• Magecart-style digital card skimming malware has become a major risk to online retailers. One gang compromisedover 2,800 digital stores in just a few days. Another skimming campaign resulted in a £20 million fine for British Airways.
  • More sophisticated card-stealing malware has even been found lurking in CSS filessocial media sharing icons, and favicon metadatain a bid to outwit security tools.
  • IIStealer malware, discovered by ESET researchers, is a particularly sophisticated way to steal customer credit cards. It compromises web servers, waiting for users to check out and pay for items. After saving the related credit card information without impacting the user experience, the malware exfiltrates the data to the attackers, hiding it in legitimate website traffic. In this instance, even the HTTPS padlock is no protection for users, as IIStealer waits for requests to be decrypted on the server side before logging information from them.
  • E-commerce plugin malware such as a 2020 campaign which exploited security bugs in WordPress plugin WooCommerceto provide access to the website’s database.

Protecting e-commerce servers
For retailers, these risks are heightened by the presence of rigorous data protection regulations like the GDPR and the Californian CCPA, alongside industry data security standard PCI DSS. Non-compliance could result in major fines and reputational damage, leading to customer churn – a serious risk in an industry where loyalty is hard won but easily lost.

There are no silver bullets for solving these challenges. And best-practice cybersecurity should have multiple layers to it, from the end user to the endpoint. But at a high level, retail IT security teams can help to mitigate some of these risks by better securing their back-end e-commerce servers. Consider the following:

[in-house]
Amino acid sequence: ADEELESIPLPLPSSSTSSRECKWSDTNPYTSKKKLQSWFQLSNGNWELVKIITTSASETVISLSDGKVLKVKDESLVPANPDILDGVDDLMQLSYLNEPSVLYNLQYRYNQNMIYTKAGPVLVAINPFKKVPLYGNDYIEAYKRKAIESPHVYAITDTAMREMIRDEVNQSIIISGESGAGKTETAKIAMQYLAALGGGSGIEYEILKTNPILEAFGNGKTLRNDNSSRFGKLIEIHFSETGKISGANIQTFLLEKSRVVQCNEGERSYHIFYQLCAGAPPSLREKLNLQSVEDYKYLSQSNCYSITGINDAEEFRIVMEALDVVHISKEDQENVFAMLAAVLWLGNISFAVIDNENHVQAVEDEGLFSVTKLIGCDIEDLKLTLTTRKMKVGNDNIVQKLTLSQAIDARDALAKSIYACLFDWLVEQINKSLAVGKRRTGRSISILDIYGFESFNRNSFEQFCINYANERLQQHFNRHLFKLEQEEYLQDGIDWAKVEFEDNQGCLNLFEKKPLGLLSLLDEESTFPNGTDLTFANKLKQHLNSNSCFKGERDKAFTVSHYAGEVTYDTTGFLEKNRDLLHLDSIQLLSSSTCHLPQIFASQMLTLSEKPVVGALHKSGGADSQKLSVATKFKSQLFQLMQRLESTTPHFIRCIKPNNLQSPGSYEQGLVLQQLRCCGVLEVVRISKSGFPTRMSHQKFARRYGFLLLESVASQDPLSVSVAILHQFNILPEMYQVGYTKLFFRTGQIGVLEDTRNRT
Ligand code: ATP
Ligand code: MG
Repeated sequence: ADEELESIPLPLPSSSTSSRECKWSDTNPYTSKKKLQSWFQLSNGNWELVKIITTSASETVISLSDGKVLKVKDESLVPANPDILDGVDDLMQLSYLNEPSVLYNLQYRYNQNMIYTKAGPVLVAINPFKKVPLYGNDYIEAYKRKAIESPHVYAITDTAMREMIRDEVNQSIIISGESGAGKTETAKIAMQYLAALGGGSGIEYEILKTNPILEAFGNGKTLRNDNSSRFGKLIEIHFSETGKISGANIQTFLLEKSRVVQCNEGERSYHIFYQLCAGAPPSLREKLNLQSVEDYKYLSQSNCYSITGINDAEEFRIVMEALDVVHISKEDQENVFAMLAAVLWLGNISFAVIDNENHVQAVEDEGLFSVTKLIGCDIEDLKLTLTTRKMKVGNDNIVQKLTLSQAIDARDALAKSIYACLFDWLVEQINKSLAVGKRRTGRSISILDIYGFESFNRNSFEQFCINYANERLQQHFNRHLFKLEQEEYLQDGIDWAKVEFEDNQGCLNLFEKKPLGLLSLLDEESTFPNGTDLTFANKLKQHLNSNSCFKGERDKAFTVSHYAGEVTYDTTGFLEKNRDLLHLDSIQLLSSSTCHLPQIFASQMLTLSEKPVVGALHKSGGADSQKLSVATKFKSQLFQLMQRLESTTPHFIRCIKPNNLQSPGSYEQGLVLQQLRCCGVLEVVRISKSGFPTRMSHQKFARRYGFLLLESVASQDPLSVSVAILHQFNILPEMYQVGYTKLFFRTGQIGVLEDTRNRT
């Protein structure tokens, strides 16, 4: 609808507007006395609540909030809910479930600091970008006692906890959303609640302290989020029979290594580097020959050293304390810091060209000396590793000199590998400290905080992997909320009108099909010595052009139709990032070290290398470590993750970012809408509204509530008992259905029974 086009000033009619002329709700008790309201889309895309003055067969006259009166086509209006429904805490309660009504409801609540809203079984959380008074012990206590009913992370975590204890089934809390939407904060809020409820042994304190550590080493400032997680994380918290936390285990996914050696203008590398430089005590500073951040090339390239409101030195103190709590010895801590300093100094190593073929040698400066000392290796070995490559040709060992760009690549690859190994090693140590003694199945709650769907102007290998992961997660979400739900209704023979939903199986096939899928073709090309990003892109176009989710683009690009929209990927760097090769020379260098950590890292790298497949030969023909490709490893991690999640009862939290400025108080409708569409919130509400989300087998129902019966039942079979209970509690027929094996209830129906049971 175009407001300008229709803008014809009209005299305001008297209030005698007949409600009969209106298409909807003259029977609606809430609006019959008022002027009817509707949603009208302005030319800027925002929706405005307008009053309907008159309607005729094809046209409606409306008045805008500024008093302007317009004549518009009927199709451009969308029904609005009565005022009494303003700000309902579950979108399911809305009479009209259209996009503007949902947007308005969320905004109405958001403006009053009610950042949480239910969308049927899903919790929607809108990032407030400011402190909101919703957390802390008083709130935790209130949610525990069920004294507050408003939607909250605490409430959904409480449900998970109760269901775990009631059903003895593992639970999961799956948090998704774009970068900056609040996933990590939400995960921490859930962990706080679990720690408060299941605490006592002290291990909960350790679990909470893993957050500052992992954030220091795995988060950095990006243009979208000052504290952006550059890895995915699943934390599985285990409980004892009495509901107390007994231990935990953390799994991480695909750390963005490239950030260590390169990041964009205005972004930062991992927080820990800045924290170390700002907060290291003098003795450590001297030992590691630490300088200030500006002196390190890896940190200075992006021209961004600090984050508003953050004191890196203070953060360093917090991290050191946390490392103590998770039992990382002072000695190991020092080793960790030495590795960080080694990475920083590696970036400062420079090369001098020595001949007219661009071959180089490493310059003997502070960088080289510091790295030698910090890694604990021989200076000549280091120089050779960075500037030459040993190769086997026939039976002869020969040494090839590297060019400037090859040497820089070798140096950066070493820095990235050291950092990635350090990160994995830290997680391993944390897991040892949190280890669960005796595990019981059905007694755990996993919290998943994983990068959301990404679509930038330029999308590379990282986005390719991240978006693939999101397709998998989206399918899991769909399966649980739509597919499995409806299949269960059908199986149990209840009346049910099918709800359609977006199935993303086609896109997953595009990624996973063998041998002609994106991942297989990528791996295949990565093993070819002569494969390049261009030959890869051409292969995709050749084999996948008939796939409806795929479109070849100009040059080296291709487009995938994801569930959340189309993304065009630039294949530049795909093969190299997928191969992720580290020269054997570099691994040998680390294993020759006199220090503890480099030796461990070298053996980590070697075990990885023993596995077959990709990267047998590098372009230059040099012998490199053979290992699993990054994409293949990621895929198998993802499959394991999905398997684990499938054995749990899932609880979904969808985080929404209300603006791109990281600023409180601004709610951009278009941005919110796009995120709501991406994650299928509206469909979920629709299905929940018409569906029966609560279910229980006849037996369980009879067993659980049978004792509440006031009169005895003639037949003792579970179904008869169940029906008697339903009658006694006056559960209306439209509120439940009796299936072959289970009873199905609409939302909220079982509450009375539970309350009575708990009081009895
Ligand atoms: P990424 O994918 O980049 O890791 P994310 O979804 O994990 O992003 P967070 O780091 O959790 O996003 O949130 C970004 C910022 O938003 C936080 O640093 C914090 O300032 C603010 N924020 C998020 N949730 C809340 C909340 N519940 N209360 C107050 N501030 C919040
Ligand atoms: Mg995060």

Use dedicated accounts with strong, unique passwords for admins

  • Require multifactor authentication (MFA) on all administrative and more privileged accounts for extra protection
  • Regularly update the server’s operating system and applications, and carefully consider which services are exposed to the internet to reduce the risk of exploitation
  • Protect customer data at rest with encryption, which will render it useless to thieves
  • Consider using a web application firewall, as well as a reputable security solution on your server
  • Deploy robust, multi-layered endpoint defenses to prevent, detect, and respond to threats

Retailer IT environments span everything from back-end logistics and CRM to the front-end e-commerce store and POS terminals in brick-and-mortar stores. That’s a large target for the bad guys to aim at. As online business continues to grow and digitally transform, the key to competitive advantage will increasingly be defined by how well risk-based cybersecurity strategies stack up.